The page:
The surge in refinancing, now down to a virtual trickle, was officially pronounced dead and gone at the Mortgage Bankers Association's (MBA) annual secondary market conference in New York."We've lost borrowers who have the ability (to refinance) and those who have the ability no longer have the incentive," Michael Fratantoni, the MBA's director of research and economics, told the meeting.
While the market is "close to the turnaround point" in purchase mortgage volumes, Fratantoni said, "the refi portion is essentially over."
The share of borrowers with loans at rates above 5.5% either don't have jobs, have lost too much equity or have poor credit, the MBA economist explained. Or they simply don't want to refinance for some unknown reason.
While the loss of easy loans is a blow to lenders, it is good news to servicers who are impacted by the loan runoff. But servicers also received a bit of bad news from the MBA's chief economist, Jay Brinkman, who pointed out that mortgage debt outstanding is continuing to fall. Worse, he said, the "likelihood of a turnaround is not good." And the anticipated increase in purchase volumes "may not be enough" to replace the loss.
According to data gleaned from the group's weekly applications survey, the mortgage business has settled down into a "plain vanilla market." But the pattern of refinances indicates that the composition of those loans is changing, as borrowers opt to "de-leverage" with shorter payback periods, leading to the decline in debt outstanding, Fratantoni pointed out.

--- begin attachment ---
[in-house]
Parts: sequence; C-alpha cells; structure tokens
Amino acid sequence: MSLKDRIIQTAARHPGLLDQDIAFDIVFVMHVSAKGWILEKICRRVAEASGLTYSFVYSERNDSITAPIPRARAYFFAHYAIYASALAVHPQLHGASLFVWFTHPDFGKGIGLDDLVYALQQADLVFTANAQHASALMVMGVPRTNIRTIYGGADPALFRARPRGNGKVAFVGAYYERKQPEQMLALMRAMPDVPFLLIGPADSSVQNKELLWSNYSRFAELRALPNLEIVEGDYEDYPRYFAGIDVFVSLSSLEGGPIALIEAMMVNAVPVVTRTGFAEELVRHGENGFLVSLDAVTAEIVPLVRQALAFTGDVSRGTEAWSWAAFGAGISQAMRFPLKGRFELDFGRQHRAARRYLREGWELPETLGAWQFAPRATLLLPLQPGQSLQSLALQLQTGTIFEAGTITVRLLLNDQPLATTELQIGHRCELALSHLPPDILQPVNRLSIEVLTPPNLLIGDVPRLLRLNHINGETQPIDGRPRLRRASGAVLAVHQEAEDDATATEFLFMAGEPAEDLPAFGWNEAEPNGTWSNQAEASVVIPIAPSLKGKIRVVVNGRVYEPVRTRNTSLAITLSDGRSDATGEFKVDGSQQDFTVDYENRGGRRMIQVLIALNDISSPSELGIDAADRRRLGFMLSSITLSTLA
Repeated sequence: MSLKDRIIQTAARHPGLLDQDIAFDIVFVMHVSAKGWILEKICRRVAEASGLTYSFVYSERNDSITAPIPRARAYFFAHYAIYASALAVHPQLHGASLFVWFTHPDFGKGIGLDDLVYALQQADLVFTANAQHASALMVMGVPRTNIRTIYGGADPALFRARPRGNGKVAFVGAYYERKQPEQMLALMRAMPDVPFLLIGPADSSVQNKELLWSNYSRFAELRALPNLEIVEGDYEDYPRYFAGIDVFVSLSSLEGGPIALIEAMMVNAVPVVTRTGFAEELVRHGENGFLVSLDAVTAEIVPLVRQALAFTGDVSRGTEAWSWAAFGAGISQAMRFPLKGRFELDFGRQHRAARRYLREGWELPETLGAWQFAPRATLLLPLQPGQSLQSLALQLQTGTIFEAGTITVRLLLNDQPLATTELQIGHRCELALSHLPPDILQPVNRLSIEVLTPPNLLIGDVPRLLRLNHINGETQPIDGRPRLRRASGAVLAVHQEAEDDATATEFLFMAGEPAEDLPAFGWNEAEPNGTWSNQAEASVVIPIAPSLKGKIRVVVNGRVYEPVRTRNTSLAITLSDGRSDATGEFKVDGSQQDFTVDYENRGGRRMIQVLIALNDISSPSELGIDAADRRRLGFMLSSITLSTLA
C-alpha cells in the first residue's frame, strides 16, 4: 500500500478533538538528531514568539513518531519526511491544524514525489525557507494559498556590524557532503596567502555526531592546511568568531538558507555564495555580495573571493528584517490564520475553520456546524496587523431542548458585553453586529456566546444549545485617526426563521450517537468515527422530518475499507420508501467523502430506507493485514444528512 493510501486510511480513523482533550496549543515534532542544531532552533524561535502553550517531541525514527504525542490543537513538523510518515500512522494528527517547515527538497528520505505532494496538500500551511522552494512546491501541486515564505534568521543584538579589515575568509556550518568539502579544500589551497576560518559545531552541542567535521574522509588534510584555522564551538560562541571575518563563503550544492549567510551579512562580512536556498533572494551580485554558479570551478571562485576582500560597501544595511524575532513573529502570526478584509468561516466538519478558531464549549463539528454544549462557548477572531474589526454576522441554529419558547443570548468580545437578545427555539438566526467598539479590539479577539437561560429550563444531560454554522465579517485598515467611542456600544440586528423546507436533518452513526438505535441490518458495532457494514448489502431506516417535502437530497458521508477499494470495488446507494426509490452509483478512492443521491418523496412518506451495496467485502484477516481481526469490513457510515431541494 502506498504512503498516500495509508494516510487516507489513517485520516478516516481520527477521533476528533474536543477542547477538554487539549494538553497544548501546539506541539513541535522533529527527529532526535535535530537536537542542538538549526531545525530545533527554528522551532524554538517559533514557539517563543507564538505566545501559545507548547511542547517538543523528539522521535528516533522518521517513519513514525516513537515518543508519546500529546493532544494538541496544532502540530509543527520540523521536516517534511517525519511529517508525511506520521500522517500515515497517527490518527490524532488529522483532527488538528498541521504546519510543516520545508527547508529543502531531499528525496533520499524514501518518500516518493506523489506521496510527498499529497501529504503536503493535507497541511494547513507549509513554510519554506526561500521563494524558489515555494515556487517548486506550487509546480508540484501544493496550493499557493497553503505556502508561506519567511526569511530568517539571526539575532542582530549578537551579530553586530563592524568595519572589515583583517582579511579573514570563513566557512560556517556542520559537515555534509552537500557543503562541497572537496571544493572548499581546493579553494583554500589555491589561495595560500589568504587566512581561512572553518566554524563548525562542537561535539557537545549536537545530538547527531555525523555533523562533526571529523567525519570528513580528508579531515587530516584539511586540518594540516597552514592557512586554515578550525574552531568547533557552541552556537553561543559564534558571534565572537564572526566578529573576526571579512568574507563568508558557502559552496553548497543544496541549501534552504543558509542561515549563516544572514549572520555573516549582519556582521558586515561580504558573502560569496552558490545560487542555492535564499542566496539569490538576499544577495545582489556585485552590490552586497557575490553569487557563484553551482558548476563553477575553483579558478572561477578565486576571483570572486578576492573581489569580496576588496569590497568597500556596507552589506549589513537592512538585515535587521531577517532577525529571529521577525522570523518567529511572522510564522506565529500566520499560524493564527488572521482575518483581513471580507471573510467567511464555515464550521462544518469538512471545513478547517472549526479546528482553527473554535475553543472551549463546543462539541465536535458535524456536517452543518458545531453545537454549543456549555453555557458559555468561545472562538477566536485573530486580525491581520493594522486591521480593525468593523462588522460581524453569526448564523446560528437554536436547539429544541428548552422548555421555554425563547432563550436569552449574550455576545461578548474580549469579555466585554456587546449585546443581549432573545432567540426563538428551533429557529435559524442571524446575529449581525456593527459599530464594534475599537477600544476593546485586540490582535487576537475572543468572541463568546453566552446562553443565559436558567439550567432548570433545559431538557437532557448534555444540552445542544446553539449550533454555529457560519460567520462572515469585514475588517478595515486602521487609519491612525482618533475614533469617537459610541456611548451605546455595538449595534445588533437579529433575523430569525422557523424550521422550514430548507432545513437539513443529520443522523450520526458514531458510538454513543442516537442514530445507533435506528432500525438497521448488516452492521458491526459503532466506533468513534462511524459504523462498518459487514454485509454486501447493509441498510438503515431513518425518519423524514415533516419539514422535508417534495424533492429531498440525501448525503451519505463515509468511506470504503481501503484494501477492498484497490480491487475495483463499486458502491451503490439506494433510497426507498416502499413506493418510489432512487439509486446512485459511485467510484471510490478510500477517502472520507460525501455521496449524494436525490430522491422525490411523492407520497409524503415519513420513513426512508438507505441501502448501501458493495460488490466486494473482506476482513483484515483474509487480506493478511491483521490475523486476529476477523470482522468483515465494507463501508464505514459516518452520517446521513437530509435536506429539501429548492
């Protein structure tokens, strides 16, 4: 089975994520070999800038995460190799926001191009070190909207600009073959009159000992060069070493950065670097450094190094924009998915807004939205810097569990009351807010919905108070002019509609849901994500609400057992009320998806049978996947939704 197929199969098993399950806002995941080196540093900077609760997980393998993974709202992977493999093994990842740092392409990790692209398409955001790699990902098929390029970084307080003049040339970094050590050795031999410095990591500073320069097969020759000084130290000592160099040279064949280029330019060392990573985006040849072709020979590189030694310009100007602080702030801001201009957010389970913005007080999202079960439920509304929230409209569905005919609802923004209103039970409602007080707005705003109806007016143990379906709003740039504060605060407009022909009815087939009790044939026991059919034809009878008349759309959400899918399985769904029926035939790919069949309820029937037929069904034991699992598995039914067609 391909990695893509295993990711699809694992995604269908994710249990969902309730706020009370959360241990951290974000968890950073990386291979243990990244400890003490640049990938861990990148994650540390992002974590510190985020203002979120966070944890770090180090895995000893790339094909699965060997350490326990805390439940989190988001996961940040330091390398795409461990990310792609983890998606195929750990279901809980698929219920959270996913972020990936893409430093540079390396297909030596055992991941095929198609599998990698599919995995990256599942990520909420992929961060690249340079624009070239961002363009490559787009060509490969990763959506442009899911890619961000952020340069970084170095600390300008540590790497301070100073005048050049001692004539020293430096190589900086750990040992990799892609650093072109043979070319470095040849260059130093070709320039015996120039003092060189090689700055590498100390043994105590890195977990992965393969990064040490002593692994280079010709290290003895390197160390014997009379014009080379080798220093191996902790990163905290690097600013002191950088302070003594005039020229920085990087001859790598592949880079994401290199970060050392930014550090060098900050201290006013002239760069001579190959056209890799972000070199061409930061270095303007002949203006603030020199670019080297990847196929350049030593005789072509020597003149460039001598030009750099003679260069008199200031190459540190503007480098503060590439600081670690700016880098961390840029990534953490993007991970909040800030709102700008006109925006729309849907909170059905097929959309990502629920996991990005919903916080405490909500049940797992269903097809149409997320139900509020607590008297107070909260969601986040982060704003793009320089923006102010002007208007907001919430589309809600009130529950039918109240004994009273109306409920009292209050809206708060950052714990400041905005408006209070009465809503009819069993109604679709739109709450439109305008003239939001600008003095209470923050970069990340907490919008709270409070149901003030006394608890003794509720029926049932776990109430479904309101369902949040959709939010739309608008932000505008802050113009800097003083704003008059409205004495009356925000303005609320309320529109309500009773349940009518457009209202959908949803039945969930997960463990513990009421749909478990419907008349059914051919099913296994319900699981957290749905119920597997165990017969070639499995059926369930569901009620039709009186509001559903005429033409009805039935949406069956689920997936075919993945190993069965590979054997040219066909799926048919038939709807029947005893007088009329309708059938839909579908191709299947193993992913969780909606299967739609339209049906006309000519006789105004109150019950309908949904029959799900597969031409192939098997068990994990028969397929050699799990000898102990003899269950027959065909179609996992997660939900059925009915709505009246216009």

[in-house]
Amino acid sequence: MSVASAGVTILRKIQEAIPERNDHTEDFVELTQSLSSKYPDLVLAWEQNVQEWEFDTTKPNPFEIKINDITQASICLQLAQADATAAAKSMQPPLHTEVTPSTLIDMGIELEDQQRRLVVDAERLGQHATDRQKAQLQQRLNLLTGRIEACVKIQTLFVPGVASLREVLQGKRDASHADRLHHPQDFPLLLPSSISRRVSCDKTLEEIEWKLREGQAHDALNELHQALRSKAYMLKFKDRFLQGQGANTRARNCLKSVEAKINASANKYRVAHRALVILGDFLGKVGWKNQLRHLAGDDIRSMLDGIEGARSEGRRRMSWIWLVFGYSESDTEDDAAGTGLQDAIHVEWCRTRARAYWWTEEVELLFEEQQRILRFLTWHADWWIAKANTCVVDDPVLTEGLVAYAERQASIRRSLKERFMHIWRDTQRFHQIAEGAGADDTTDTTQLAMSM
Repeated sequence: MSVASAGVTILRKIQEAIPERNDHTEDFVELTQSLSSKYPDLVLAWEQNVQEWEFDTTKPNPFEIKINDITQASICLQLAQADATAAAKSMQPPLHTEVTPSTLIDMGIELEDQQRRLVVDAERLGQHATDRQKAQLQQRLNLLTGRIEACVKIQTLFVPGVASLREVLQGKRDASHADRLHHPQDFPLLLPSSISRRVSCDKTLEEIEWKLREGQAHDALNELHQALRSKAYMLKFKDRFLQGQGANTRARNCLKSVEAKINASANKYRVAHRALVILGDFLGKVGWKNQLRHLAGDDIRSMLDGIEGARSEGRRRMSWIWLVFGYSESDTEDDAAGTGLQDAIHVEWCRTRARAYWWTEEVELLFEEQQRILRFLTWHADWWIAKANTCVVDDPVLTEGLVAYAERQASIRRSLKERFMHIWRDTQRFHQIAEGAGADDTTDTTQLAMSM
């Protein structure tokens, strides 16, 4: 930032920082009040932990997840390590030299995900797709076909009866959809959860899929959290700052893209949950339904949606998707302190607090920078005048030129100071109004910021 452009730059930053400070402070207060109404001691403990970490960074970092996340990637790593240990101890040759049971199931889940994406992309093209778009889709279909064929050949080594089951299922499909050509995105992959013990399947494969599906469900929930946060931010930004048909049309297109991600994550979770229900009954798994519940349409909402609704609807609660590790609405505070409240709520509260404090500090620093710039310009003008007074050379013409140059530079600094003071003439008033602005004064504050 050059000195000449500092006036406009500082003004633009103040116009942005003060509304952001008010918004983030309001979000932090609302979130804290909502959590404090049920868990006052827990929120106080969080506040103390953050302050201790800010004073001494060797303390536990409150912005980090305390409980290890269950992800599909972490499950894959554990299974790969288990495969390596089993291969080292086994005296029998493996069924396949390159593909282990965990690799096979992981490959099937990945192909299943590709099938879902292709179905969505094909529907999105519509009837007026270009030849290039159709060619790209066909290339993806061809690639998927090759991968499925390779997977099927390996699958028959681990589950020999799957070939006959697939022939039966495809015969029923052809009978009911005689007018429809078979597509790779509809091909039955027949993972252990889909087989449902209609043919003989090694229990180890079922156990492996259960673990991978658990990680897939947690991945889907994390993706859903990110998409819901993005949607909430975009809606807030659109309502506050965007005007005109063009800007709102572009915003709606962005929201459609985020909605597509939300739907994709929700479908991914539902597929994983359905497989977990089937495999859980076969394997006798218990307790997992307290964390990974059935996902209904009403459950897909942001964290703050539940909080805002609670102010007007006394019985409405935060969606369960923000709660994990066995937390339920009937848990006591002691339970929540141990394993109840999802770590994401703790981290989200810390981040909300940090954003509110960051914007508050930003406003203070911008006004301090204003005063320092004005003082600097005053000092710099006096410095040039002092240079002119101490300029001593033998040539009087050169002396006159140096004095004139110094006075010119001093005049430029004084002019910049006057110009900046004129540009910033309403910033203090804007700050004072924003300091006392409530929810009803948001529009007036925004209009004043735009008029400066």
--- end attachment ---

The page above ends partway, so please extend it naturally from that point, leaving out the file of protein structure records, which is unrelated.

Nearly 24% of those who refied went with a 15-year amortization period, and almost 12% more took loans with durations of 10 years or less.
In other MBA and housing news, the trade group is projecting a 28% jump in purchase money originations in 2011. And even though refinancing originations are expected to fall off the cliff, the MBA is still looking for a $1 trillion year.
Issued at the group's annual secondary market conference in New York, the latest forecast calls for an increase in purchase money mortgages from $474 billion last year to $606 billion in 2011.
Refi lending, on the other hand, is projected to decline 59%, from $1.33 trillion in 2010 to just $424 billion this year.
MBA expects an even more precipitous drop in refi business in 2012, when the volume of new loans taken out to replace existing mortgages falls to $233 billion. At the same time, though, purchase money lending is expected to increase again in 2012, to $729 billion.
Overall, originations will decline from $1.5 trillion in 2010 to $1.03 trillion this year and to $962 billion in 2012.
The MBA's economists' outlook for mortgage rates is not terribly terrific, either. They expect the benchmark 30-year rate to reach 6.2% by the end of 2012. At that rate, Fratantoni said that buyers "may not be in the same rush to buy as past generations."
For that reason, the MBA, like other housing trade groups, is not expecting any increase in housing starts in 2011 – and a slight drop in single-family starts.